However, a discrepancy in file names between the printed and digital manuals arose. Upon checking, the configuration already had our desired value, so no changes were needed. This highlighted the importance of referring to digital manuals, as printed versions might not be the most updated.

With calibration completed, we eagerly set up our slicer and prepared for our first test print.

Kingroon KLP1 3D Printer Operations

Nice lighting on the front of the Kingroon KPL1 3D printer [Source: Fabbaloo]

Manufacturers usually provide pre-sliced GCODE sample prints to demonstrate their printer’s capabilities. Although we didn’t discover any samples on the memory stick, we located several within FLUIDD’s job list.

List of print jobs in Fluidd on the Kingroon KPL1 3D printer [Source: Fabbaloo]

Using the FLUIDD web interface for the remainder of our review, we selected and initiated a 3DBenchy–fast.gcode print with our HS-PLA filament sample.

Touchscreen print files on the Kingroon KPL1 3D printer [Source: Fabbaloo]

The first layer was neatly laid down, and we sealed the printer’s front and top doors. The enclosure efficiently muffled the noise of the rapid axis movements.

Terrific high speed made on the Kingroon KPL1 3D printer [Source: Fabbaloo]

The Benchy print, taking only 23 minutes including warm-up, presented impressive quality. This left us eager to test the Kingroon KLP1 3D Printer with our personally sliced prints.

Scarred lid on the Kingroon KPL1 3D printer [Source: Fabbaloo]

One observation was that the tube happens to rest against the machine’s top lid. Over time this resulted in a bit of mark on the lid, as you can see here.

Kingroon KLP1 3D Printer Software

UltiMaker Cura view preparing jobs for the Kingroon KPL1 3D printer [Source: Fabbaloo]

In our prior Kingroon reviews, both the memory stick and manual furnished software and setup instructions for PC-based UltiMaker Cura usage. We fetched and installed the newest UltiMaker Cura 5.4.0 version for our MacBook Pro.

The KLP1, being a recent addition, isn’t yet on UltiMaker Cura’s list of supported 3D printers. To integrate the printer, Kingroon instructed users to transfer files from the memory stick into the appropriate UltiMaker Cura directories.

However, for Mac OS, the installation path was different than PC. The accurate Mac path was: harddrive/users/admin/library/application support/Cura/, in case you are setting up the software on your Mac platform.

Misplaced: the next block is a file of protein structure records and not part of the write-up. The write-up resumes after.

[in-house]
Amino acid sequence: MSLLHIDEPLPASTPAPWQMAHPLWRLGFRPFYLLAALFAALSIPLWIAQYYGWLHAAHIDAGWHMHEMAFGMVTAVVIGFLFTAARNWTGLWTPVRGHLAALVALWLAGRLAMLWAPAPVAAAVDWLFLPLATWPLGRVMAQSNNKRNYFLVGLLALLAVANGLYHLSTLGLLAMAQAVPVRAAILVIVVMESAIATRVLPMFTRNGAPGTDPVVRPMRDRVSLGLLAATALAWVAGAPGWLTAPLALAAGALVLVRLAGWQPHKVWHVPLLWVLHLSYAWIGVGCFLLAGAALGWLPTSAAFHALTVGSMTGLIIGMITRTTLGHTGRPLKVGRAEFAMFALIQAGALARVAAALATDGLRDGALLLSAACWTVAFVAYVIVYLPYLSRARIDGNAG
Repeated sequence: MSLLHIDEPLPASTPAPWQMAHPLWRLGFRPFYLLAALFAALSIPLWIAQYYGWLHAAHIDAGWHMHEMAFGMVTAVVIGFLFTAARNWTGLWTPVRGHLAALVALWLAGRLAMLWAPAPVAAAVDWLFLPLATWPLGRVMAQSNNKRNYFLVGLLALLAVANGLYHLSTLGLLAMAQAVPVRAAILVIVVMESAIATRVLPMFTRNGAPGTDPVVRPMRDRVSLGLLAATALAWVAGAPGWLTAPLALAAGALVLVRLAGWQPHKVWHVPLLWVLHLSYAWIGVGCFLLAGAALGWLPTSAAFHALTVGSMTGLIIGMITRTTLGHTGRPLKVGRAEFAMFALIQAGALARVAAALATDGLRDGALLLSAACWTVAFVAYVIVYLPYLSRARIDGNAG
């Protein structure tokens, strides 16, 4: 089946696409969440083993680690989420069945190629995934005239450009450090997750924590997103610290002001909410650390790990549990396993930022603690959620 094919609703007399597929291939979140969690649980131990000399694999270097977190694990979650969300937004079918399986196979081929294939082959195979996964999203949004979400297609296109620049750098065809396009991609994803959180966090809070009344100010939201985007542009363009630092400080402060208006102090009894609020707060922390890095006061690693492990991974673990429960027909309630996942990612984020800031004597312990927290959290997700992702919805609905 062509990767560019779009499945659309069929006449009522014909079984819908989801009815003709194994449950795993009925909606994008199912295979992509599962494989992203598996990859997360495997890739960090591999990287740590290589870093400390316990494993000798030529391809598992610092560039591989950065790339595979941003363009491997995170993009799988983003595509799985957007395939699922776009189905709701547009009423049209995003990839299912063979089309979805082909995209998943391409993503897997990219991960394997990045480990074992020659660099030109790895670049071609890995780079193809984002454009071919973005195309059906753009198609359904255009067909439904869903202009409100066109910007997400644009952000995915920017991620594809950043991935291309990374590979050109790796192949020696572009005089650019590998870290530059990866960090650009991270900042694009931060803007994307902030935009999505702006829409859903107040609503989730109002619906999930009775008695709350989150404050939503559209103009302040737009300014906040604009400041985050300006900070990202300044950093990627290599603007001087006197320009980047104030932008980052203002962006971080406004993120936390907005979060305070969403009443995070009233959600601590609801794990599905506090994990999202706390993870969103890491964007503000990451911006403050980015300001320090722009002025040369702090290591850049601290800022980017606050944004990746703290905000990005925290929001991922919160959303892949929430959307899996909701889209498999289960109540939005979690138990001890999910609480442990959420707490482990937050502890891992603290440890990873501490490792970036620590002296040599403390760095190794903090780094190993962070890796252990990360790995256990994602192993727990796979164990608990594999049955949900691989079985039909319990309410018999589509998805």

The custom KLP1 Cura install provided a singular 0.2mm PLA profile by Kingroon with a default print speeds of 350mm/s. We expected additional filament profiles for ABS, PETG, and TPU given the manufacturer’s claims, but unfortunately they were not provided with the shipment or online.

CTRL-V test made on the Kingroon KPL1 3D printer [Source: Fabbaloo]

We sliced our CTRL-V test print, saved the GCODE, and uploaded it to FLUIDD. The job list displayed various print data details, with a slight glitch in date fields. We found this comprehensive data was quite beneficial for analysis.

For part of our review, Kingroon had us explore OrcaSlicer, for which they’re creating profiles. This software has its roots in multiple slicers, including Slic3r, PrusaSlicer and Bambu Studio. Its usability and slicing capabilities impressed us, though it lacked data integration with FLUIDD.

Our CTRL-V test print, despite its quick print speed, turned out remarkably well. Given its complex geometry, which is hard to print even at slow speeds, we were genuinely impressed by the results.

This is part two of a three-part series. We invite you to read parts one and three.

Via Kingroon KLP1 3D Printer

By Kerry Stevenson

Kerry Stevenson, aka "General Fabb" has written over 8,000 stories on 3D printing at Fabbaloo since he launched the venture in 2007, with an intention to promote and grow the incredible technology of 3D printing across the world. So far, it seems to be working!